"Fast fast where?" Azzir sat up, rubbing his back.

"Desert. I know place. I know where to find Wanderer. Come! Must take down yurt. You get out, or be bundled with it."

Cursing the Sandwalker, but only under his breath, Azzir rolled the rest of the way out of his cot and onto the floor. He gathered a lump of his clothing out from under the excited Sandwalker and stepped outside. The sky was a deep purple with the coming dawn, glowing red and orange along the top of the eastern cliffs. The degonti was too sleepy to appreciate it however, putting most of his energy into stretching and debating if sleeping while standing upright was really possible.

The Sandwalker was quick about his business, and soon the tent was no more than a bunch sticks rolled in some hide, and Azzir wondered that it had ever been a tent at all. Drai dropped a few packs of supplies at his feet, and grudgingly, Azzir took him onto his shoulders. With some consternation, he realized Drai only had kept for himself one pack.

"What's that?" he asked rather pointedly.

"This one my compensation," said Drai smugly. The remaining bag looked too bulky to be carrying coins, and Azzir could only guess its contents were Drai’s payment for a yez. The Sandwalker looped the bag over one shoulder, slapped the sticks-and-tarp that was the tent onto the other shoulder, and took off at a fast pace. Azzir had a surprisingly hard time keeping up.

Drai threaded his way through Sathay's outskirts, picking his way across ditches and down alleyways. The Stone degonti were barely awake at this hour, and only a few beggars uncurled to fuzzily watch them pass. Finally the streets opened up again. A few Sandwalker tents, erected in the same style as the one on Drai’s shoulder, stood in stark relief to the flatness of the desert beyond.

The Sandwalkers were considerably more active at this time of day, and Azzir's nose twitched appreciatively at the smell of cooking breakfast. One of the Sandwalkers hailed them from his yurt's entrance and came out to greet them. He was built differently than Drai, Azzir noticed, his cheekbones higher and more pronounced, but he had the same weather-beaten look common to all Sandwalkers.

The two talked in low tones, then after much bowing and nodding, the other Sandwalker took Drai's burden, and disappeared with it around the back of his yurt. He returned shortly, leading along the great bronze hulk of a yez.

The yez startled when it saw Azzir, sitting back on its massive hind legs and shaking its frilled head in surprise. The Sandwalker scolded it, grabbing one of its short forward-facing tusks and pulling the scaled head down to the level he could rub the creature's beak soothingly. The yez seemed to like this, snorting and thumping its stubby tail. When Drai stepped closer, it snorted and brayed at him, but the other Sandwalker just laughed.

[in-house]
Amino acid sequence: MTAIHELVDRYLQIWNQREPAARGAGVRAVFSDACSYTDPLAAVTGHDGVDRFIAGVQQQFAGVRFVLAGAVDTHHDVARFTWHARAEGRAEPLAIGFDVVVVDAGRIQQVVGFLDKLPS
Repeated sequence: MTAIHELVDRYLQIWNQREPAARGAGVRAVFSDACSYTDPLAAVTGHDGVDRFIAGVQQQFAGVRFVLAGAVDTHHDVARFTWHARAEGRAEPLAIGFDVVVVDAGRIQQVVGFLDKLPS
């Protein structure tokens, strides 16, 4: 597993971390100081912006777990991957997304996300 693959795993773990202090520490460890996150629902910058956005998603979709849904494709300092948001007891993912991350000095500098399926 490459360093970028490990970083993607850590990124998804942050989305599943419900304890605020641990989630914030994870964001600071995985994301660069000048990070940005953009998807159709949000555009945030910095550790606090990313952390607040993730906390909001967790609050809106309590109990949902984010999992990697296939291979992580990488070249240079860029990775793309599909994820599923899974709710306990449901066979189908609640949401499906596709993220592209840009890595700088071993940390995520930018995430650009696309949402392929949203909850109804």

Not very well trained, Azzir thought, stiff with shock. But then, he was used to seeing the leaner, more agile yez the Ba'malra rode into battle with, not this great brute. It looked like it would be happy carrying a campful of Sandwalker tents on its back without effort. And perhaps, that was exactly its purpose.

"It will carry us both," Drai said when he noticed Azzir still standing apart. Thanking the other Sandwalker one last time, he began to secure his tent to the yez's saddle, and gestured Azzir to bring the other packs forward. "Get on, Friend Azzir. Balaro's yez are good breed. Lucky we, he stops in Sathay today."

This yez was a good deal taller than the yez Azzir had learned to ride on back home. And the saddle didn't even have any stirrups! Azzir was wondering how awkward he would look scrabbling up its side like it were a rock face, when Drai pulled the yez's head around. The Sandwalker stepped on the yez's tusk, and using it as a boost, pulled himself up behind the creature's frill.

"You come?" He looked down at Azzir impatiently.

Biting his lip, Azzir mimicked the Sandwalker's steps. He was unprepared for the yez to give him a boost of its own accord, nearly throwing him over its back with a toss of its head. Eyes yellow with humiliation, Azzir straightened himself, as the yez let out a deep throated clicking that sounded awfully like a chuckle.

"He likes you," said Drai.

"Lucky me," muttered Azzir. "The damn thing smells."


grayfoxblog: painting of a gryphon backlit by the sun (Default)
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March 2016